Archive for the ‘Entity List’ Category


Mar

22

Easy Come, Easy Go, Easy Return: ZTE Temporary General License Issued


Posted by at 11:28 am on March 22, 2016
Category: BISEntity List

ZTE Stand 6 via http://www.zte.com.cn/cn/events/ces2013/show/201301/t20130110_381605.html [Fair Use]According to the Federal Register public inspection files, BIS will publish on March 24, a temporary general license authorizing exports to ZTE Corporation and ZTE Kangxun under the same terms and conditions as were in place prior to the order placing those two companies on the Entity List. This means that, effective March 24, licenses won’t be required for exports to these two entities unless licenses are otherwise required based on the exported item or the proposed end use. The temporary general license, which expires on June 30, 2016, does not include Beijing 8-Star or ZTE Parsian, which were included in the initial designation of ZTE entities.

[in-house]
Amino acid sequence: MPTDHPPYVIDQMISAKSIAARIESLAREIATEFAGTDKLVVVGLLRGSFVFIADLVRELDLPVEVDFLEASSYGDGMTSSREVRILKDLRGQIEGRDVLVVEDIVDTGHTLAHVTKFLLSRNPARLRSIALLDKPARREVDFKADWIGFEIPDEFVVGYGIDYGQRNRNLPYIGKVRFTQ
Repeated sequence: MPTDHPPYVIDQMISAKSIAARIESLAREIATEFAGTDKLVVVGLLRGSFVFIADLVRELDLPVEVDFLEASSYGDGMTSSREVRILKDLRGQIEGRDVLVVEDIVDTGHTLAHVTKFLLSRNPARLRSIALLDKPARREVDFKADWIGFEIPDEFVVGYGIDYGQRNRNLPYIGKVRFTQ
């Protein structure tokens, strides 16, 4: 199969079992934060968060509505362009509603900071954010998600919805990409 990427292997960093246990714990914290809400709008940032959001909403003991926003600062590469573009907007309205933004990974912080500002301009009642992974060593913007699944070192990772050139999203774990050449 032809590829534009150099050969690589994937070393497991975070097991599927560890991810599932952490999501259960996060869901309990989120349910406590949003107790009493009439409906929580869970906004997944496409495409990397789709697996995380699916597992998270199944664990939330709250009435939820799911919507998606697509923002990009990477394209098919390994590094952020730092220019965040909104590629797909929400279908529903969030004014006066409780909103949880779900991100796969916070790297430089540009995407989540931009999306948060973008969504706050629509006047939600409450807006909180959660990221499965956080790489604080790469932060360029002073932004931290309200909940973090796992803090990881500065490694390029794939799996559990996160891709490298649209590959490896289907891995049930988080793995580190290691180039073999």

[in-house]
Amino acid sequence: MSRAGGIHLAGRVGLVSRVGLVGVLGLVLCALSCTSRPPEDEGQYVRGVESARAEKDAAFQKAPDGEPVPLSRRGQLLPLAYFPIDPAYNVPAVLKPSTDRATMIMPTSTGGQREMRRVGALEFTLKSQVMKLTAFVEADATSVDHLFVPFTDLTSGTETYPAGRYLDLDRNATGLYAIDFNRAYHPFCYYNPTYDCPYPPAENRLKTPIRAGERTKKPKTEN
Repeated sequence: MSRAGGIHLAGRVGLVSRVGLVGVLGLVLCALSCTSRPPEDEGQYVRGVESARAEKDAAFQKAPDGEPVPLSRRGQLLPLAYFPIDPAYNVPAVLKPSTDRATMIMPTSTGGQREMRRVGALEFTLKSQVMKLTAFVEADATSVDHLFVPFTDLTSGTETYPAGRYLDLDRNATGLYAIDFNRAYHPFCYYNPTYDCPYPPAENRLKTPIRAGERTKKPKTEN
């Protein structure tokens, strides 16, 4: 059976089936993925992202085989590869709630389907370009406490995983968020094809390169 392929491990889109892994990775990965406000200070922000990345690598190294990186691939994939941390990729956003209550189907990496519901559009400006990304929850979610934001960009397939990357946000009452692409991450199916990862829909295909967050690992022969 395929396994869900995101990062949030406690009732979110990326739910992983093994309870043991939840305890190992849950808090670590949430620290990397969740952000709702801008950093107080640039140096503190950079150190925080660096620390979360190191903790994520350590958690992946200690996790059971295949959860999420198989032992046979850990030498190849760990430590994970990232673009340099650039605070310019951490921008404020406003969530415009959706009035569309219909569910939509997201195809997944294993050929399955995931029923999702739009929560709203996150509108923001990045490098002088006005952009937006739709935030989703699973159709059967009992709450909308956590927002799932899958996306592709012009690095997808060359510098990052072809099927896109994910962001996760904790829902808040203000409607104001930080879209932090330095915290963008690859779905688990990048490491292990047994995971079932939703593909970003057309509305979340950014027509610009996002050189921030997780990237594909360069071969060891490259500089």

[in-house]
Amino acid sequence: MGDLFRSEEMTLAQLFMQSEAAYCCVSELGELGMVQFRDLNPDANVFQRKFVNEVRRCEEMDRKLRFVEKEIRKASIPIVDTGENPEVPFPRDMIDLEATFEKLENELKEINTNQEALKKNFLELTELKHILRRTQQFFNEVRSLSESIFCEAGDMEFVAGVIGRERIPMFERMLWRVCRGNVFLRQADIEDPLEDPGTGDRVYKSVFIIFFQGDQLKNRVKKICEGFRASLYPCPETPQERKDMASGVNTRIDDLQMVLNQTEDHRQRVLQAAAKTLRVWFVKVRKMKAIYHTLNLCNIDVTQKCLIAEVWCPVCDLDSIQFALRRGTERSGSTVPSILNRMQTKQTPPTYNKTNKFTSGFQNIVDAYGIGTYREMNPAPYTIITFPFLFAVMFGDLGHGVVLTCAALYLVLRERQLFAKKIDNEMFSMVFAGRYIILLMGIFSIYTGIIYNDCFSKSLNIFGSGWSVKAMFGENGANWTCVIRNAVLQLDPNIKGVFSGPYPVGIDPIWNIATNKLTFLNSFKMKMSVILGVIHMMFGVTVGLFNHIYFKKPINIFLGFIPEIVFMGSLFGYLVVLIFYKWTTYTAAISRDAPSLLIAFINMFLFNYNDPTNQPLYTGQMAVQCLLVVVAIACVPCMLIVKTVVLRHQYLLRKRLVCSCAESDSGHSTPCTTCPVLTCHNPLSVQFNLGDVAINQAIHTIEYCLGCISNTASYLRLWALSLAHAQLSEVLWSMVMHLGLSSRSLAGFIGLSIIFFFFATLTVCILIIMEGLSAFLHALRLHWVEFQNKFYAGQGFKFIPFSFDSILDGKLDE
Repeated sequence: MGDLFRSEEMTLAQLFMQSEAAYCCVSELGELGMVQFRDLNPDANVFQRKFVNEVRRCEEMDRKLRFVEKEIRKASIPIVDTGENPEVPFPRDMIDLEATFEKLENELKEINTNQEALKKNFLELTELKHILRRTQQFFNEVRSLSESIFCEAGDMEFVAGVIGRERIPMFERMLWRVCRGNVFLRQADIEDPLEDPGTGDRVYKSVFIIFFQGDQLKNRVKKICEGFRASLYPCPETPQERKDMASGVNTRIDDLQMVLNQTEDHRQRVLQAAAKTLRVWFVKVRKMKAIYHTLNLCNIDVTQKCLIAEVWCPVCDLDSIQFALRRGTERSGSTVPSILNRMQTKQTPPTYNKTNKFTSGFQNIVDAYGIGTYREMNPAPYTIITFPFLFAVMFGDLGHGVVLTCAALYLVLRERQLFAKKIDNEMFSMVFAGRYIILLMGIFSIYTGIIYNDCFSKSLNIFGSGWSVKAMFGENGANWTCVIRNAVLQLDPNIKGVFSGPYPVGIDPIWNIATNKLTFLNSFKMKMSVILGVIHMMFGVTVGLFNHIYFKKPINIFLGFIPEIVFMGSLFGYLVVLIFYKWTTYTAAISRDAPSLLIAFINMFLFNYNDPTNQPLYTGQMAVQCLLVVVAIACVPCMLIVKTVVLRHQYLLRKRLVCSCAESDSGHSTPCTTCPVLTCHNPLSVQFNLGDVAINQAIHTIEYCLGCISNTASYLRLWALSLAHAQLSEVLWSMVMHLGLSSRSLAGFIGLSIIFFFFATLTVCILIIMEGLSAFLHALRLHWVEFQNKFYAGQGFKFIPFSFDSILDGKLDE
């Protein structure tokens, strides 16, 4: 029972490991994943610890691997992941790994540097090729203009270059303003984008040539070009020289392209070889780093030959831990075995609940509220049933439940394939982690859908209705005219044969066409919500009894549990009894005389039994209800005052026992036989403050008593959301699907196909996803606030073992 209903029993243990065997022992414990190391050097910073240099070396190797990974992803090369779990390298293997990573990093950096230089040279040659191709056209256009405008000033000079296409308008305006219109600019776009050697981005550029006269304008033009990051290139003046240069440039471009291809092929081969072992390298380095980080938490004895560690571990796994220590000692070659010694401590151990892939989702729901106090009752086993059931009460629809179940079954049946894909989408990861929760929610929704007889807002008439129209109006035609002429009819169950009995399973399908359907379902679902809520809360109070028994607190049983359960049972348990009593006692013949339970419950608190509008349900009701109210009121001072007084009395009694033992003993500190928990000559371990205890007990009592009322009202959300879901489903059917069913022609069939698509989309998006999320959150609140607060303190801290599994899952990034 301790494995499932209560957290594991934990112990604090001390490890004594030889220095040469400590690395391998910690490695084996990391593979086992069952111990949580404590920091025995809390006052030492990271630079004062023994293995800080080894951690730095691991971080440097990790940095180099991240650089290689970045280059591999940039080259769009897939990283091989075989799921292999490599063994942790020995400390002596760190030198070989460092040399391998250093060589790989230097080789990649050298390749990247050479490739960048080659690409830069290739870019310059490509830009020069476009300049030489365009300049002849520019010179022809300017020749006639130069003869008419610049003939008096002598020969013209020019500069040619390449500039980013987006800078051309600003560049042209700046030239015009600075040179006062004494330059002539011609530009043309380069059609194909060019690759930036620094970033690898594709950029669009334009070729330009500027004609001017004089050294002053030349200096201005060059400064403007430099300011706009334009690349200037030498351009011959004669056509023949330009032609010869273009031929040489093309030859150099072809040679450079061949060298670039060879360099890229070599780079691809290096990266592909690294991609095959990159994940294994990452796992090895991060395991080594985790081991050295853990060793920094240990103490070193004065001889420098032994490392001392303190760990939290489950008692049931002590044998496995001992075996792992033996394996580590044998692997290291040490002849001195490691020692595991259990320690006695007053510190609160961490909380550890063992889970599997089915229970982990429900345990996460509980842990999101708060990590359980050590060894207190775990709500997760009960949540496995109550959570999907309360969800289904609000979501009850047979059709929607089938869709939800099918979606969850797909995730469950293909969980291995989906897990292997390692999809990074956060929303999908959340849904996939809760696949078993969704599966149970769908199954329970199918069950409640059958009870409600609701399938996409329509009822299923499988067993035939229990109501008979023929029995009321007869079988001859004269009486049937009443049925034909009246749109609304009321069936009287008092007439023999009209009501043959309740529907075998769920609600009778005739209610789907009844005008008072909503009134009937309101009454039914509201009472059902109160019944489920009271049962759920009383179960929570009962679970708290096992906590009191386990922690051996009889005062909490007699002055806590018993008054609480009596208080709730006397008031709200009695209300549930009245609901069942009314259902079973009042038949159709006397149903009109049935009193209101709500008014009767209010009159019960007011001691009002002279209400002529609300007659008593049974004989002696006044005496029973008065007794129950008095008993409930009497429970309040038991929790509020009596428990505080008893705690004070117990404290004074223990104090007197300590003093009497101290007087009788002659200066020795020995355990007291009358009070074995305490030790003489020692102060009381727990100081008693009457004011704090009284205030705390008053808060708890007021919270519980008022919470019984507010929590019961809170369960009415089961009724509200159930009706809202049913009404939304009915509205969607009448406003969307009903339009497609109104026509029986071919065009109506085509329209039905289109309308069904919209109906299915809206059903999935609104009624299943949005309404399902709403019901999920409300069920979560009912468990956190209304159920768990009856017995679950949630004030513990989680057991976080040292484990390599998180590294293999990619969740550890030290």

The problem with the temporary general license is that there is no assurance that BIS will extend the license beyond that date. If an exporter relying on this license, exports an item to ZTE before June 26 but the license is then revoked, the exporter will be effectively excluded from warranty service on that item. Exporters shipping to ZTE during this regulatory limbo would be well advised to make sure that their contracts with ZTE are modified to prevent warranty claims by ZTE if the general license should, at any time, be revoked.

Photo Credit: ZTE Stand 6 via http://www.zte.com.cn/cn/events/ces2013/show/201301/t20130110_381605.html [Fair Use]

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Copyright © 2016 Clif Burns. All Rights Reserved.
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Aug

20